I was seven years old when I first started my first business. It wasn’t a lemonade stand—that sounded really stupid: sitting out in the sun next to a slowly warming pitcher of lemonade when even I had been ordered not to accept food from strangers. Oh, no. Of course it had to do with cleaning because I am and always have been extremely particular about organization. I called it, “Ave’s Household Cleaning” (except it was my name not my pen name!) and it was essentially an elegantly designed effort to get my parents to pay me for doing my own chores. By age twelve I had invoices. I had a logo. I had some bizarre system where I’d look at a room and decide how expensive it was going to be—and for some reason I claimed I charged off of square footage when I had no real ability to eyeball such a thing at such a young age so I actually did what any seven-year-old would do: I made things up. It sounded official enough, and my parents thought I was cute so they actually paid me what I asked for…and when they didn’t I got to learn how to negotiate, a skill that would take me far in the modern world when I fast forwarded a few decades to the present date where I am furiously collecting my purse onto my arm and turning my back on a company that has finally snapped my very last straw.
I never thought I was going to be one of those people. I’ve never been as interested in having objects around me as I have been interested in being fully rich in skill and ability. I like being good at things. I work hard at being good at things. My lesser magic propelled me to the top of the company that I used to work for and I blinded myself to all consequence of it until suddenly I was getting MRIs, sleep disorder diagnoses, and all of the lovely things that came in between. I was hungry for it. It wasn’t only the money, it was wanting so badly to improve oneself to the extent that you really are the best of the best. The money was only a way for me to qualify my efforts and I will say I did a good job, especially when I compare my experience to the present-day lives of my friends and cousins.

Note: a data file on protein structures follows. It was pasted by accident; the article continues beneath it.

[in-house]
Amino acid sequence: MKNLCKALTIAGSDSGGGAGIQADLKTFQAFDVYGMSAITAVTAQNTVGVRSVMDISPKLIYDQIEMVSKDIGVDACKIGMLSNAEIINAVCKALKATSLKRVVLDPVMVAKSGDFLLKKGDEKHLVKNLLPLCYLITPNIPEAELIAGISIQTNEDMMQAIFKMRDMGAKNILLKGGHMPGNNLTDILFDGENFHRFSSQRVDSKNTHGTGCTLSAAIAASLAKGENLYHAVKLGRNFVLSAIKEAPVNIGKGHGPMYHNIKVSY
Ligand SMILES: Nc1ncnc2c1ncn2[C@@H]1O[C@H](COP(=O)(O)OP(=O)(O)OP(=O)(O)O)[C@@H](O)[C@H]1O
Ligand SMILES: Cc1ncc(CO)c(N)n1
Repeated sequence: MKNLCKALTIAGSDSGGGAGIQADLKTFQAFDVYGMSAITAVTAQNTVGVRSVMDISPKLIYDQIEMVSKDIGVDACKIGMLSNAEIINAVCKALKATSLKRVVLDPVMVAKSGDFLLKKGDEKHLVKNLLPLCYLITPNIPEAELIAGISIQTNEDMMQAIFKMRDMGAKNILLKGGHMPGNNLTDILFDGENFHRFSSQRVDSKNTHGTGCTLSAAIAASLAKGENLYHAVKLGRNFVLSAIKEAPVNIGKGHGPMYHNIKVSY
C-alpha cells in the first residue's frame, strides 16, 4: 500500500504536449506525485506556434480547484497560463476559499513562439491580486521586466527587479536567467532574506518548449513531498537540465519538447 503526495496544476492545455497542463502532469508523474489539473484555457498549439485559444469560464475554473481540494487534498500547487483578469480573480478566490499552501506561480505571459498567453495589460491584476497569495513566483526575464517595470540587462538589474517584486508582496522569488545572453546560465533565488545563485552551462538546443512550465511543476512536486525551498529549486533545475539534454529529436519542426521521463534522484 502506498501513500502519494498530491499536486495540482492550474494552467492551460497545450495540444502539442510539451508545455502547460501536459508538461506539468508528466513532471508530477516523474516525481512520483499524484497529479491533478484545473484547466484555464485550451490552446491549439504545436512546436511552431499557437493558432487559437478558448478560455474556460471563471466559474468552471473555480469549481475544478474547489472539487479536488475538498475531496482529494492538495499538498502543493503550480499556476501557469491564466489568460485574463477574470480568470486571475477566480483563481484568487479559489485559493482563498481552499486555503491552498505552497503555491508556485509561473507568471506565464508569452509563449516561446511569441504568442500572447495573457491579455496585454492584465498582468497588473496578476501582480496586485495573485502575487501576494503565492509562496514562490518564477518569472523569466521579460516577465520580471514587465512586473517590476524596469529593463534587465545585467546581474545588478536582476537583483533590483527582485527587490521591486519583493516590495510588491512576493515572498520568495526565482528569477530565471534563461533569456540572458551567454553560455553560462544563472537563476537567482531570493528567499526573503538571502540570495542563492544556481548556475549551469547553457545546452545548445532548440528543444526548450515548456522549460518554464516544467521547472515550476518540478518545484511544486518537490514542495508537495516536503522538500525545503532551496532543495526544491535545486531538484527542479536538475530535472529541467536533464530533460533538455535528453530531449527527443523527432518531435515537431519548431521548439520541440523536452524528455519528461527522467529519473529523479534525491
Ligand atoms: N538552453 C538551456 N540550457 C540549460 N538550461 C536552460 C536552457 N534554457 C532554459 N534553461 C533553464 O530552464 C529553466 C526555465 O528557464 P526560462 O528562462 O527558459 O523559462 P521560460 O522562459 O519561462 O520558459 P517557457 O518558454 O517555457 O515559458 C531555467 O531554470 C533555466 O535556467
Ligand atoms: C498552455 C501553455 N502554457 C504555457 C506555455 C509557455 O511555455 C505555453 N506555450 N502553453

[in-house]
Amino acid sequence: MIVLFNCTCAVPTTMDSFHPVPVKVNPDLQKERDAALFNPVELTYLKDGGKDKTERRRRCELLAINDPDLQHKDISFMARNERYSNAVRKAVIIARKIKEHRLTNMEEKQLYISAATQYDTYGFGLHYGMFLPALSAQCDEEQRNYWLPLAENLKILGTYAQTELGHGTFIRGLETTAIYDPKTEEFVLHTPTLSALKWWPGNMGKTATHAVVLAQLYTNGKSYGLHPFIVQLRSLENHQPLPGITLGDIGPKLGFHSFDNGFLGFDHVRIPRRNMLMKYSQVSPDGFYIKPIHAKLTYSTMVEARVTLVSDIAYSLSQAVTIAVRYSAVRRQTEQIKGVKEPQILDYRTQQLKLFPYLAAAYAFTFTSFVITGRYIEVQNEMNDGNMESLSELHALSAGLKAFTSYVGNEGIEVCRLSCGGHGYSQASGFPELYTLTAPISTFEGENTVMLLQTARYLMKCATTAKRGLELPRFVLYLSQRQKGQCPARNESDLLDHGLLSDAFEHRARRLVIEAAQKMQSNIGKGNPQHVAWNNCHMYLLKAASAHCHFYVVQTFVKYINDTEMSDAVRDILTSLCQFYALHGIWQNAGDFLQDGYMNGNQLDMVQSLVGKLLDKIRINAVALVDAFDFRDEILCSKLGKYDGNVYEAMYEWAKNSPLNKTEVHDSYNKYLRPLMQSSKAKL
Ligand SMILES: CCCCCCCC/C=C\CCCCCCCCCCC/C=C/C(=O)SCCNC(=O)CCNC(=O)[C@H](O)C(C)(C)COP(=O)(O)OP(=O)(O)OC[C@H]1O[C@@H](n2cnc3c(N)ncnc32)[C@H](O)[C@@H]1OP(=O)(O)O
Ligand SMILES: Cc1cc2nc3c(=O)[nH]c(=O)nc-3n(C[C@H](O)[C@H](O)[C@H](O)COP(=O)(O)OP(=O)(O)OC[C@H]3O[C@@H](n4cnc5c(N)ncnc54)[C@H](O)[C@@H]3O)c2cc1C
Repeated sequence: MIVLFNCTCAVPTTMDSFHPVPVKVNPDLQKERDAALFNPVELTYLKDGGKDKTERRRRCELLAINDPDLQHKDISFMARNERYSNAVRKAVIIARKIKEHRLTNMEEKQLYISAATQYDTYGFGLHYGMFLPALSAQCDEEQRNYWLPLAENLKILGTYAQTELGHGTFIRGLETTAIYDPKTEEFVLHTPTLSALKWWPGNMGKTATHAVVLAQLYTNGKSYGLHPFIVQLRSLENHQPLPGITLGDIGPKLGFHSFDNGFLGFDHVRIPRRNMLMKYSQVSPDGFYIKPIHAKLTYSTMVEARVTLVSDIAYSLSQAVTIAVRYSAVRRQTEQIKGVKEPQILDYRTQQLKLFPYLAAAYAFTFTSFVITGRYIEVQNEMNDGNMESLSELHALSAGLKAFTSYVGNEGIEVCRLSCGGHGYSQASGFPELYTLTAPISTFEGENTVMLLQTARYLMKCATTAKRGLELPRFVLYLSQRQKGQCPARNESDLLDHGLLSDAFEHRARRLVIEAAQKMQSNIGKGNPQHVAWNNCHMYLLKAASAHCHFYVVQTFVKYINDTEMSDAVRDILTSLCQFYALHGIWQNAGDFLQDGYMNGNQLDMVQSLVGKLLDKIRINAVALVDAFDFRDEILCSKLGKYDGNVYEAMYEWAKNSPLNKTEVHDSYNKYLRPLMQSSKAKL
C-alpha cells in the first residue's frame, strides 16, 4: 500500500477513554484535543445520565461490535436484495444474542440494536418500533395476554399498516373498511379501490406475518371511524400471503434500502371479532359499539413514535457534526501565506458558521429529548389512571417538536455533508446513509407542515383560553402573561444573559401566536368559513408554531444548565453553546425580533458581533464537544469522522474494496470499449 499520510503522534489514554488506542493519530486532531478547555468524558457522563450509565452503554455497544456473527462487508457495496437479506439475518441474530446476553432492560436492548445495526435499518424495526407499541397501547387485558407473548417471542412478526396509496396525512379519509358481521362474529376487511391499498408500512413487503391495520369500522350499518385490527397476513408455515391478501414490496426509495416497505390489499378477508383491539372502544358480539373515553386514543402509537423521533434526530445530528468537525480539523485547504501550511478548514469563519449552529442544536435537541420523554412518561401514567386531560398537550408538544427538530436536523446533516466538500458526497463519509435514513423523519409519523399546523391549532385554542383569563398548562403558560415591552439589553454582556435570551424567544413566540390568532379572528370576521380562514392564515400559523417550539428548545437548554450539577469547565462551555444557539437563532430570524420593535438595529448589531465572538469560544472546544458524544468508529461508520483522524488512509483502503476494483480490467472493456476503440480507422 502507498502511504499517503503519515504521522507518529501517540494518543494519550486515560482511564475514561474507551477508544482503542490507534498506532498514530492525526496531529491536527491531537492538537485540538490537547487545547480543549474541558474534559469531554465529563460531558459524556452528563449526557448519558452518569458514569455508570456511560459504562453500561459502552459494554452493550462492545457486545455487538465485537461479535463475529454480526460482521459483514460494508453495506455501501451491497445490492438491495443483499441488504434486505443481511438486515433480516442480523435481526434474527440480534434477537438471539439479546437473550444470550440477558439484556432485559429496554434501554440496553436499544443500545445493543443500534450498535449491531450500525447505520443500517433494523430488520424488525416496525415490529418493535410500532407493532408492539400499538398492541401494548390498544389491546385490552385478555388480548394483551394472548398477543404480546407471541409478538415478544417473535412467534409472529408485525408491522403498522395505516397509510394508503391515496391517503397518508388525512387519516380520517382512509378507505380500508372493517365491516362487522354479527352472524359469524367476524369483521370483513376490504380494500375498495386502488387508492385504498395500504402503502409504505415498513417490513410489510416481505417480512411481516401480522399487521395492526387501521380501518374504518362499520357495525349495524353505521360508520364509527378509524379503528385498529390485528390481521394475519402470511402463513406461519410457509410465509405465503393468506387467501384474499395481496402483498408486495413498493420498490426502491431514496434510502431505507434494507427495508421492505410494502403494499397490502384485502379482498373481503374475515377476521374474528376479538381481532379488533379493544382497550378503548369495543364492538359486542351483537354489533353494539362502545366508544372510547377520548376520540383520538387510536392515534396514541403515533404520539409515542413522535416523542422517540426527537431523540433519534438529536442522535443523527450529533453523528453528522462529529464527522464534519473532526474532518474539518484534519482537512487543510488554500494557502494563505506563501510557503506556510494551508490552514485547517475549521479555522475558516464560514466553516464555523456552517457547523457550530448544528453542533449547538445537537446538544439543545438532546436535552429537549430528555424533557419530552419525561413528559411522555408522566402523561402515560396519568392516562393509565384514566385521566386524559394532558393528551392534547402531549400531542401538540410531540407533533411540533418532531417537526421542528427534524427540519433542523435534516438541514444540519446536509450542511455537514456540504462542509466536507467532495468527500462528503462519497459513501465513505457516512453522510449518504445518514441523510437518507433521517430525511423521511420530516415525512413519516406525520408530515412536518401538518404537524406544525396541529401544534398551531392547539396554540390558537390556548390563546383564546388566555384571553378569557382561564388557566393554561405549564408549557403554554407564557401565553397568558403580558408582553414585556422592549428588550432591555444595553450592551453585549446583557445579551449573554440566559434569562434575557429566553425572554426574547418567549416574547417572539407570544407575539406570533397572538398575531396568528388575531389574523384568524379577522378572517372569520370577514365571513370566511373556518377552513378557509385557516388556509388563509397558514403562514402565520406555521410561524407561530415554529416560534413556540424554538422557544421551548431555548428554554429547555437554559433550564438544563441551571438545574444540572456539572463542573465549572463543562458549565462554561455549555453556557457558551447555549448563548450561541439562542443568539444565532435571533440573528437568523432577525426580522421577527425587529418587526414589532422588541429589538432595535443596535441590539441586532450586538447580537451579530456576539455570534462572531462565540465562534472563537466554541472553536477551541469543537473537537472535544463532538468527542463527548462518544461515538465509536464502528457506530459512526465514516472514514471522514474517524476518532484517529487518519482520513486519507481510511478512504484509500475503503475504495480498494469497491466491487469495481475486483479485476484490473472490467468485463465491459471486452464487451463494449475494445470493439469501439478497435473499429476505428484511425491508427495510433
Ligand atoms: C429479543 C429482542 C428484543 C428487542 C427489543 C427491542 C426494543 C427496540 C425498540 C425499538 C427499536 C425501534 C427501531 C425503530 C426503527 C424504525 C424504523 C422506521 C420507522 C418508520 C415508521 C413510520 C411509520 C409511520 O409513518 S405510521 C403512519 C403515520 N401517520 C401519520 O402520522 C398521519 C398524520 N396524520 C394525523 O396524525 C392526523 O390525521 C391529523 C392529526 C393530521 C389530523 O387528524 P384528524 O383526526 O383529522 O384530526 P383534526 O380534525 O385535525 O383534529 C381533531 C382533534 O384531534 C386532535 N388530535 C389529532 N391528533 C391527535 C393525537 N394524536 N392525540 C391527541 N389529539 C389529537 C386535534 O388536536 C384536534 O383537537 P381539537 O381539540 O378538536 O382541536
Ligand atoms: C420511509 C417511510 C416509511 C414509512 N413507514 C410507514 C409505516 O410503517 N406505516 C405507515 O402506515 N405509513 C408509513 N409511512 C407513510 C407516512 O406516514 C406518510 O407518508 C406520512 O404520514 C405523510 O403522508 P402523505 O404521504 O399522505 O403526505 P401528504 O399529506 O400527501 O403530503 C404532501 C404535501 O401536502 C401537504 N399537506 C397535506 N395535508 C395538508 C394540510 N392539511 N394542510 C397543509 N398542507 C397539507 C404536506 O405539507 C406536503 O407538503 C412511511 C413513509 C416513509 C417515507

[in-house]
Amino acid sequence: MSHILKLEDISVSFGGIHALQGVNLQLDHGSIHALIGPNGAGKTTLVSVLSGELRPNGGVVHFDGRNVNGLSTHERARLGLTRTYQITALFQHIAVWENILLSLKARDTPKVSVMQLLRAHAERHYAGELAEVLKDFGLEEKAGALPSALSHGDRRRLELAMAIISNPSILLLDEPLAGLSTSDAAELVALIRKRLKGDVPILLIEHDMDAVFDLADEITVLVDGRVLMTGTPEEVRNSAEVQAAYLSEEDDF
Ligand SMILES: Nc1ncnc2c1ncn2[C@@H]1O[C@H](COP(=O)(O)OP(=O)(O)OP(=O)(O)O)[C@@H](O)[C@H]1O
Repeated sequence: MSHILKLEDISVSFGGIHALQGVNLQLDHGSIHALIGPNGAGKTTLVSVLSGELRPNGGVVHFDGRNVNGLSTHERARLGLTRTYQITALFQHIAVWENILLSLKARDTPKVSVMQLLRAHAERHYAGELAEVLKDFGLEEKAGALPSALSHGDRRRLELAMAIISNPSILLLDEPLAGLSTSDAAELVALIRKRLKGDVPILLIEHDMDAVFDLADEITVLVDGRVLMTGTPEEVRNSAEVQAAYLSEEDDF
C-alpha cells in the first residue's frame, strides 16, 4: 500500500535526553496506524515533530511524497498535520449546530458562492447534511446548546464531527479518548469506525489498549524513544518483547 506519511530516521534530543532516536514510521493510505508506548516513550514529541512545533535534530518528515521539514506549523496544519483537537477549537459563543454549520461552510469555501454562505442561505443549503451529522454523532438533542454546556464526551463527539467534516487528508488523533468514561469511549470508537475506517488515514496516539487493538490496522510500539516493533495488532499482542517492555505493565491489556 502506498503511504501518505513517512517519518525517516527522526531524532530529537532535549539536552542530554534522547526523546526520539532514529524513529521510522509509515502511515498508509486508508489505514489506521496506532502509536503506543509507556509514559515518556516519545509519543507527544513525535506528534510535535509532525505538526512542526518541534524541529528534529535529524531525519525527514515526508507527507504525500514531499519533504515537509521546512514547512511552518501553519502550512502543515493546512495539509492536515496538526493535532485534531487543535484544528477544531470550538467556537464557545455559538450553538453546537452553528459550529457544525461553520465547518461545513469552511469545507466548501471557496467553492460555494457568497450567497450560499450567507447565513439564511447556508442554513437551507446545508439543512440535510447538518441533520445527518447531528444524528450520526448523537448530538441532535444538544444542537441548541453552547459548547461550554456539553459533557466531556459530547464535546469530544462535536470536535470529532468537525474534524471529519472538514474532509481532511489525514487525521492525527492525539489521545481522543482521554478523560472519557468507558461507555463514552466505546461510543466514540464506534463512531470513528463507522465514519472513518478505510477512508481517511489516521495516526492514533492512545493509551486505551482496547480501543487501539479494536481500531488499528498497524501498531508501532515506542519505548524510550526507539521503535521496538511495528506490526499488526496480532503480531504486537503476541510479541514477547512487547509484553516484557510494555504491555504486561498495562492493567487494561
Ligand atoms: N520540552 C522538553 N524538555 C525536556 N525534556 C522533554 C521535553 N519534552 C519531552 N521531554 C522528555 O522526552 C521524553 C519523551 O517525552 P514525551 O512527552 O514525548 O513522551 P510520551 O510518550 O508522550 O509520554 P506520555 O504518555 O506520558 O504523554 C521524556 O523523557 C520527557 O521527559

It is critically important as a Satanist that you maintain self-awareness in all things. My job was a game for me and I won—but I may have broken my body to get there and thankfully I’m young enough that my body is healing. For a while I was blind to what I needed because I was addicted to success. I thought that if I were to give it up it would all be for nothing. In the end I realized that all I needed to do was to be happy with myself and have confidence in who I was as a person, and I didn’t need a fancy title to do that—my over-all happiness is more important than my compulsion to chase a solitary form of happiness that had been passed down to me through the generations in a pretty box called “The American Dream.” There are plenty of ways to be happy. If I had any single bit of advice to give to anyone, regardless of if they were Satanist or not, it would be this: maintain self-awareness. Maintain your perspective. It is a sin for a reason, and it’s a damned good one. If I could go back in time and take it back though? I'm not sure I would. That experience changed me as a person and enlightened me to a side of the world I was previously naïve toward, but I will say this: moving forward I am not stupid enough to repeat my mistakes and I hope you aren't either. Remember: indulgence, not compulsion, and always remember the 6th.